SmartLynx Airlines To Set Up In-house Line Maintenance Center

SmartLynx Airbus narrowbody freighter.

Latvian full-service charter specialist SmartLynx Airlines is establishing an in-house line maintenance center, the airline announced.

The new subsidiary, dubbed SmartLynx Technik, is expected to start operations by yearend working from bases in Riga, Latvia and Tallinn, Estonia.

The company plans to start with fewer than 20 employees but will grow if required, a company spokesperson told Aviation Week.

Company representatives recently attended a job fair in Istanbul to recruit technicians.

“It was the first in-person recruitment event since the pandemic,” SmartLynx VP Technical Rob Woods said.

SmartLynx wants the new organization to obtain EASA Part-145 approval for the Airbus A320 and A330s. SmartLynx operates a total of 35, including five A330 converted freighters and a mix of A320s and A321s in passenger and cargo configurations.

“SmartLynx Technic will allow for greater control as we will be able to get line maintenance services in-house,” said SmartLynx Airlines CEO Zygimantas Surintas.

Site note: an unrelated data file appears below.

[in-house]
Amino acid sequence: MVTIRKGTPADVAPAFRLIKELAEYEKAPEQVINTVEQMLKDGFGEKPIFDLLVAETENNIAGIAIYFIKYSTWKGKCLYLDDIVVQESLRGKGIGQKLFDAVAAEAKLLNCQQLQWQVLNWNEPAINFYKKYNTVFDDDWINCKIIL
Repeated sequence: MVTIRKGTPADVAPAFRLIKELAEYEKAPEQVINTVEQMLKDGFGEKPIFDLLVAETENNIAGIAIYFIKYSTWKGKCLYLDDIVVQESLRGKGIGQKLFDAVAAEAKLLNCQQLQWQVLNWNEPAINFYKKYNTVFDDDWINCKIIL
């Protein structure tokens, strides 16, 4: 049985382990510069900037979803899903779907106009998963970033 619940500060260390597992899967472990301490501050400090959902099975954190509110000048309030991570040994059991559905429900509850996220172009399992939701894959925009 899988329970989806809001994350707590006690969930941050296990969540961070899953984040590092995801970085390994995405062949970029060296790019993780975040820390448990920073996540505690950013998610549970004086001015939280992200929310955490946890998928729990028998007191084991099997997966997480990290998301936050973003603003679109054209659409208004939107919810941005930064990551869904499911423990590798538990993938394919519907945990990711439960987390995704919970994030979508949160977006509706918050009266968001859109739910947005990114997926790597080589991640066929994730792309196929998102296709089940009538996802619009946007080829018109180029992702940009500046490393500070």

The new operation will be able to support aircraft recovery or subcontracting work throughout Europe. It also will consider third-party work.

SmartLynx Airlines is recovering from the downturn, having operated more than 5,500 flights in the three-month period ended Sept. 30. It provided passenger and cargo ACMI services for DHL, Volotea, and Royal Air Maroc. It also operated summer charters for TUI Deutschland to tourist destinations around the Mediterranean and Canary Islands.

In October, SmartLynx Airlines started non-stop flights between Berlin and Dubai in partnership with FTI Group, the third largest tour operator in Europe.

SmartLynx Airlines recently introduced a new maintenance control center with EASA licensed, type rated A320 and A330 engineers in Malta, where it has an operational base. This operation will not be incorporated into SmartLynx Technic but rather will remain part of the airline's Continuing Airworthiness Management Organization, the spokesperson said.

Maxim Pyadushkin

In addition to writing for Aviation Week Network, Maxim holds a key position at Russia's Air Transport Observer magazine. In the past he was in charge of several ATO’s sister aerospace publications and earlier worked for Moscow-based CAST defense think-tank.